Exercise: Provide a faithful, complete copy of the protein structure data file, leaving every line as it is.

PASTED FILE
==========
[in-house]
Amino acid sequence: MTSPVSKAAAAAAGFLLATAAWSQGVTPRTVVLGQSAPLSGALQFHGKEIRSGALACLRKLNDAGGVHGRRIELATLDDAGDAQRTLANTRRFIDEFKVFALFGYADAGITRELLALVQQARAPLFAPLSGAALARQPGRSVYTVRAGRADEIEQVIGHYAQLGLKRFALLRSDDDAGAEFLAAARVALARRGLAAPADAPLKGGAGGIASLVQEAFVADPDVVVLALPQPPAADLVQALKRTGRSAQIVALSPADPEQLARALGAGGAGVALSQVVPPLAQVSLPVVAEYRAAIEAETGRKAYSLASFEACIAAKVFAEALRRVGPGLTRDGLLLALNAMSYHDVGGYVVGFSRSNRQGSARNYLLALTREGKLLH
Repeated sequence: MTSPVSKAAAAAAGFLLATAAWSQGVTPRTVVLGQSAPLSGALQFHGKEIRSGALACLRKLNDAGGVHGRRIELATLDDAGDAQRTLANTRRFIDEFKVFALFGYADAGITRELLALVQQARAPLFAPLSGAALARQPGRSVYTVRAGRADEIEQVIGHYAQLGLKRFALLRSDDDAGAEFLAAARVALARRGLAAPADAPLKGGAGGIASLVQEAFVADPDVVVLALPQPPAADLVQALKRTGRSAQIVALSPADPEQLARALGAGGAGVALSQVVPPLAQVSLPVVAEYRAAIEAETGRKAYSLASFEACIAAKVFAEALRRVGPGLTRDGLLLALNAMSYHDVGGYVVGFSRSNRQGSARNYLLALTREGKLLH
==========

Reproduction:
[in-house]
Amino acid sequence: MTSPVSKAAAAAAGFLLATAAWSQGVTPRTVVLGQSAPLSGALQFHGKEIRSGALACLRKLNDAGGVHGRRIELATLDDAGDAQRTLANTRRFIDEFKVFALFGYADAGITRELLALVQQARAPLFAPLSGAALARQPGRSVYTVRAGRADEIEQVIGHYAQLGLKRFALLRSDDDAGAEFLAAARVALARRGLAAPADAPLKGGAGGIASLVQEAFVADPDVVVLALPQPPAADLVQALKRTGRSAQIVALSPADPEQLARALGAGGAGVALSQVVPPLAQVSLPVVAEYRAAIEAETGRKAYSLASFEACIAAKVFAEALRRVGPGLTRDGLLLALNAMSYHDVGGYVVGFSRSNRQGSARNYLLALTREGKLLH
Repeated sequence: MTSPVSKAAAAAAGFLLATAAWSQGVTPRTVVLGQSAPLSGALQFHGKEIRSGALACLRKLNDAGGVHGRRIELATLDDAGDAQRTLANTRRFIDEFKVFALFGYADAGITRELLALVQQARAPLFAPLSGAALARQPGRSVYTVRAGRADEIEQVIGHYAQLGLKRFALLRSDDDAGAEFLAAARVALARRGLAAPADAPLKGGAGGIASLVQEAFVADPDVVVLALPQPPAADLVQALKRTGRSAQIVALSPADPEQLARALGAGGAGVALSQVVPPLAQVSLPVVAEYRAAIEAETGRKAYSLASFEACIAAKVFAEALRRVGPGLTRDGLLLALNAMSYHDVGGYVVGFSRSNRQGSARNYLLALTREGKLLH